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15 Killmonger Details That Prove He's Marvel's Most Complicated Villain

Updated February 5, 2021 9.2k votes 1.4k voters 282.3k views16 items

List RulesVote up the most interesting details about Killmonger.

Killmonger was one of the MCU's best villains. A great performance with an great backstory, these little details fans noticed from Black Panther give us even more to appreciate. Director Ryan Coogler packed Black Panther and Killmonger's character with a ton of extra details that fans somehow noticed, and we're glad they did. 

Take a look below and vote up the most interesting details about Erik Killmonger. Show some love for one of the best MCU villains below!

  • 9

    Killmonger And T'Challa End Their Spiritual Journeys In The Same Tragic Way

    From Redditor u/tastycrackers:

    In Black Panther, T'Challa and Killmonger each revisit their father's death after drinking the heart-shaped herb. Both flashbacks end with the boys helplessly cradling and rocking their dead fathers. After this point in their lives, one became vengeful while the other became benevolent.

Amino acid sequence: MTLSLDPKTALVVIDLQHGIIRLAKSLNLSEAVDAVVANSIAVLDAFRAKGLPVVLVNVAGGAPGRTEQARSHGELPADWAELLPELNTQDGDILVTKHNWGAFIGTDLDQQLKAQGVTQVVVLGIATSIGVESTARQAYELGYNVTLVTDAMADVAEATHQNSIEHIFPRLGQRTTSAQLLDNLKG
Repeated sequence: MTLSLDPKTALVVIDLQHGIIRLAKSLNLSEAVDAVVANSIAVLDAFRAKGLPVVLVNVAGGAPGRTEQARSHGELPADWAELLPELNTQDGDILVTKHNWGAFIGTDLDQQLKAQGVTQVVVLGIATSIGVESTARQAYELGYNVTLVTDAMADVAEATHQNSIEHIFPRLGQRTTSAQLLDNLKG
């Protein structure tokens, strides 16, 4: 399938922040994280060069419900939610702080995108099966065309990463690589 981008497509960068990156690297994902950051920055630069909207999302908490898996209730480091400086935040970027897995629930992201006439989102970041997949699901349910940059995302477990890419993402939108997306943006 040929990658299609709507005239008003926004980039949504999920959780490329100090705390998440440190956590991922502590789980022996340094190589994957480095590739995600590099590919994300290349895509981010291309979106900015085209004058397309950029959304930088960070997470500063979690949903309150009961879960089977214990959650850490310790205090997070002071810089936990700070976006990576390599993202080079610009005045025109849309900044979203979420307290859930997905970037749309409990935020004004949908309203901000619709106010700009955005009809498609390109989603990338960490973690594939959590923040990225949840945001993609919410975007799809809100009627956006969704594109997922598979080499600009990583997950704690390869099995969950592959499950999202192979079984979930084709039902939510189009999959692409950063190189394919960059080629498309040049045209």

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  • 10

    Prince N’Jobu Checks To See If His Son Got Away

    From Redditor u/salamanca2792:

    In the very beginning of Black Panther when Prince N’Jobu looks out the window after he and Zuri hear noises, he is looking to see if his son (Killmonger) is safe and not if there is a raid about to happen.

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  • 11

    The Symbolism In His Weapon Of Choice

    From Redditor u/Azelic:

    In the fight for the throne in Black Panther (2018), Killmonger chose to fight with a spear and a sword whereas T’Challa fought with a spear and a shield. This symbolizes Killmonger’s imperialistic goals vs T'Challa’s “fight when necessary.”

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  • 12

    Pattern Scarification Is A Tradition From The Kaningara Of Papua New Guinea

    Michael B. Jordan revealed he got the inspiration for Killmonger to bear scars from Denzel Washington in Glory. However, the final product bears the weight of tradition. From Redditor raggingmuppet:

    Pattern scarification is actually a tradition from the Kaningara of Papua New Guinea. Some African tribes did similar patterns as well, or plain scarification too. 

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